5. Refactoring We practiced code ownership. In this conecpt all code belongs to all developers, who are free to improve the code when they feel it’s necessary. Over a period of time, our code base started behaving strangely. Thanks to Martin Fowler, who popularized the term “refactoring” in his book of the same name. It essentially boils down to code changes which improve the structure and clarity of the code without necessarily changing the functionality. The key lesson learnt is have unit tests as a safety net before refactoring the code. The key tools we used were Eclipse, NetBeans, IntelliJ IDEA, Visual Studio.NET.
Setting up working copy (or local developer copy) of code from source code control. For example: provide instructions on working copy location based on our enterprise desktop policies. For instance, a particular folder has write access, while users don’t have rights on other folders.
Location of key files, such as application log files, error files, server trace logs, thread dumps. Examples in this section include file path location to the Tomcat servlet container log and Websphere MQ bindings files.
Browsing queues and procedure for adding queues. This section will point out the salient# queues that a developer should be aware of in our queue manager. It will also provide naming conventions as well as support information for creating new queues.
Browsing tables and creating database objects such as ta-
3. Continuous integration Form our past experience we learnt that waiting for weeks on end before integrating code from different team members is a recipe for disaster. Once you’ve got an automated build in place, the next thing to do is to go for continuous integration. Of course, an automated build and continuous integration environment pre-supposes version control (or software configuration management, to give it a more formal and impressive name). The key lesson learnt is that the sooner you identify integration errors, the sooner you can fix them. The key tools we used were CruiseControl, CruiseControl.Net.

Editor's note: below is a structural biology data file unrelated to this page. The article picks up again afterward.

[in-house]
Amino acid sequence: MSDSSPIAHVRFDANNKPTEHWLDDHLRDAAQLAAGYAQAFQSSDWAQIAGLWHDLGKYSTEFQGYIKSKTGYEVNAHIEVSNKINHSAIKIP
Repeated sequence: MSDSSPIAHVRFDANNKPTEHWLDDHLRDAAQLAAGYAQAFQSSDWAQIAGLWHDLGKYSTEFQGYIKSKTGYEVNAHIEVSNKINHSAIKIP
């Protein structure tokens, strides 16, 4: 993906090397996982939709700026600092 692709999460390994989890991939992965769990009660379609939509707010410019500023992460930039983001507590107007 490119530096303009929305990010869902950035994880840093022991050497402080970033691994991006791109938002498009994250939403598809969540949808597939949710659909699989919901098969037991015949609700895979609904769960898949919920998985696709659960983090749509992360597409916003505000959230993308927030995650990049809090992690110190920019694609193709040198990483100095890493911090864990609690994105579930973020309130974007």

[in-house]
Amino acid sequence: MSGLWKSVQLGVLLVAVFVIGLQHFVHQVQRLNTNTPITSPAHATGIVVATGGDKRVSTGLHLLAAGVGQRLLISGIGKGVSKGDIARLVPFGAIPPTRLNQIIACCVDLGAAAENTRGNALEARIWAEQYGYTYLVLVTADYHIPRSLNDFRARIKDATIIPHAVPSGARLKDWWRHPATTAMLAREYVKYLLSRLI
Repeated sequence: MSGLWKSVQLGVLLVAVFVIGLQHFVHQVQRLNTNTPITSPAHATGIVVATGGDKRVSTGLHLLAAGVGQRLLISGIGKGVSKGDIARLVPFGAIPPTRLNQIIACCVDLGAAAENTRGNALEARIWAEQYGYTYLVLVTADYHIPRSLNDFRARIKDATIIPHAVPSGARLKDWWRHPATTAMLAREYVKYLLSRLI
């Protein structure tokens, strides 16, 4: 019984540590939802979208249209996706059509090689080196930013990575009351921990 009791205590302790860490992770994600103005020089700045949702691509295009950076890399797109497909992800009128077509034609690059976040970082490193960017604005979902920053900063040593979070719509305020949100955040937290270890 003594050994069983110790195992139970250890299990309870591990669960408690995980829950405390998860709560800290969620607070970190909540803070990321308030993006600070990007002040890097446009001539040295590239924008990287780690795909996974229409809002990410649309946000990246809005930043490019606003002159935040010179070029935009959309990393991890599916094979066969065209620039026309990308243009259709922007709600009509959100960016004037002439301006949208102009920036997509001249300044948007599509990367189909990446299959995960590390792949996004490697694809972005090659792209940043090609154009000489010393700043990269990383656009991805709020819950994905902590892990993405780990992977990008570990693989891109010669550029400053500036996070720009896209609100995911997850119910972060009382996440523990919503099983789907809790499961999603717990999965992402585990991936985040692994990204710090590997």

Development Environment Set-up • List of software packages to install: e.g., Java Developer Kit (JDK), the Eclipse integrated development environment (IDE), Apache Ant, Apache Axis, and SQL Server Management Express.
bles, views, and stored procedures. For example, this section results in generated database documentation on our SQL Server 2005 database using SchemaSpy. â€˘
Scripts/utilities used by developers, i.e. developer tools that automate routine tasks. Examples here include Apache Ant scripts that compile and execute JUnit test suites, as well as those that generate Javadocs based on Java source code.
> About the author Prasad Prabhakaran has 10 years of experience in the IT services industry. His first exposure to Agile was from Microsoft in the year 2005. From then onwards he has done solutioning, coaching, consulting and teaching of Agile and its flavors for many companies, such as GE, Cisco, Coke etcâ€Ś Currently, he is working as Program Manager at Symphony Services (http://www.symphonysv.com/). Forty percent of projects at Symphony are in some form of Agile. The company has provided business critical value for customers through Agile since 2004. Prasad can be reached in firstname.lastname@example.org